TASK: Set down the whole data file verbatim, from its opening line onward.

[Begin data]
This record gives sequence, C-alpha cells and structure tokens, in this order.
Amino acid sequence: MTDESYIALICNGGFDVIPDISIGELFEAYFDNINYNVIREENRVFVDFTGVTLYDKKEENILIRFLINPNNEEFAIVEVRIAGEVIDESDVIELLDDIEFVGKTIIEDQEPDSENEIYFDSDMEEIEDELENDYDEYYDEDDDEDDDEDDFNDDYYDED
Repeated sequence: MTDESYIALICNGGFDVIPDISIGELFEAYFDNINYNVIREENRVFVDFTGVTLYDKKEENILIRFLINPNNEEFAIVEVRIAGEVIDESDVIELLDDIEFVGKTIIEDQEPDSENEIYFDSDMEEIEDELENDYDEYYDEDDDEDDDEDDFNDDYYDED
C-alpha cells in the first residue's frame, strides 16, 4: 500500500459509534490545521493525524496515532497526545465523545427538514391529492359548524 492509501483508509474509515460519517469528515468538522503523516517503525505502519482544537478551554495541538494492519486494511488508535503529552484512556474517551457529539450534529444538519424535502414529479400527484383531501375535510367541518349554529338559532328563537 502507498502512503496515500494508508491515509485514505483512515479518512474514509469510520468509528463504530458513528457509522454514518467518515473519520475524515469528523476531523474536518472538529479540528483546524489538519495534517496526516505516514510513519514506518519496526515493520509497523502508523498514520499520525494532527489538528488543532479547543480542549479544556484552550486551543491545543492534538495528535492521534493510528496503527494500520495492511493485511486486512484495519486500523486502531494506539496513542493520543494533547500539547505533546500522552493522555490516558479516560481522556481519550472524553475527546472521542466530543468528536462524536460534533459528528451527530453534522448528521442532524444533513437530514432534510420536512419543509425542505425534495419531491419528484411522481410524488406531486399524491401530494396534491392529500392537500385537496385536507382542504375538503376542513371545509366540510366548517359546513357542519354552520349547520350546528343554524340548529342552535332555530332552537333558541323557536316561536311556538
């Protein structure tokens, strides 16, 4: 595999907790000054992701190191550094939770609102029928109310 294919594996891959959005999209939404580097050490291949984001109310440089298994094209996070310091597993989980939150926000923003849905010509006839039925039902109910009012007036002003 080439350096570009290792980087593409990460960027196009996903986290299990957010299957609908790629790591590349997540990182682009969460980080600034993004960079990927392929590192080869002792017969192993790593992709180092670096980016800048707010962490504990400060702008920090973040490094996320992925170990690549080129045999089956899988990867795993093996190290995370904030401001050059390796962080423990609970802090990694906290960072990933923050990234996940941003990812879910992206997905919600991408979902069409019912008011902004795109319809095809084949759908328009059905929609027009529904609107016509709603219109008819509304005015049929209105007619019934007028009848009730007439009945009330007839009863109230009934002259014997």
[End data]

This record gives sequence, C-alpha cells and structure tokens, in this order.
Amino acid sequence: MTDESYIALICNGGFDVIPDISIGELFEAYFDNINYNVIREENRVFVDFTGVTLYDKKEENILIRFLINPNNEEFAIVEVRIAGEVIDESDVIELLDDIEFVGKTIIEDQEPDSENEIYFDSDMEEIEDELENDYDEYYDEDDDEDDDEDDFNDDYYDED
Repeated sequence: MTDESYIALICNGGFDVIPDISIGELFEAYFDNINYNVIREENRVFVDFTGVTLYDKKEENILIRFLINPNNEEFAIVEVRIAGEVIDESDVIELLDDIEFVGKTIIEDQEPDSENEIYFDSDMEEIEDELENDYDEYYDEDDDEDDDEDDFNDDYYDED
C-alpha cells in the first residue's frame, strides 16, 4: 500500500459509534490545521493525524496515532497526545465523545427538514391529492359548524 492509501483508509474509515460519517469528515468538522503523516517503525505502519482544537478551554495541538494492519486494511488508535503529552484512556474517551457529539450534529444538519424535502414529479400527484383531501375535510367541518349554529338559532328563537 502507498502512503496515500494508508491515509485514505483512515479518512474514509469510520468509528463504530458513528457509522454514518467518515473519520475524515469528523476531523474536518472538529479540528483546524489538519495534517496526516505516514510513519514506518519496526515493520509497523502508523498514520499520525494532527489538528488543532479547543480542549479544556484552550486551543491545543492534538495528535492521534493510528496503527494500520495492511493485511486486512484495519486500523486502531494506539496513542493520543494533547500539547505533546500522552493522555490516558479516560481522556481519550472524553475527546472521542466530543468528536462524536460534533459528528451527530453534522448528521442532524444533513437530514432534510420536512419543509425542505425534495419531491419528484411522481410524488406531486399524491401530494396534491392529500392537500385537496385536507382542504375538503376542513371545509366540510366548517359546513357542519354552520349547520350546528343554524340548529342552535332555530332552537333558541323557536316561536311556538
């Protein structure tokens, strides 16, 4: 595999907790000054992701190191550094939770609102029928109310 294919594996891959959005999209939404580097050490291949984001109310440089298994094209996070310091597993989980939150926000923003849905010509006839039925039902109910009012007036002003 080439350096570009290792980087593409990460960027196009996903986290299990957010299957609908790629790591590349997540990182682009969460980080600034993004960079990927392929590192080869002792017969192993790593992709180092670096980016800048707010962490504990400060702008920090973040490094996320992925170990690549080129045999089956899988990867795993093996190290995370904030401001050059390796962080423990609970802090990694906290960072990933923050990234996940941003990812879910992206997905919600991408979902069409019912008011902004795109319809095809084949759908328009059905929609027009529904609107016509709603219109008819509304005015049929209105007619019934007028009848009730007439009945009330007839009863109230009934002259014997």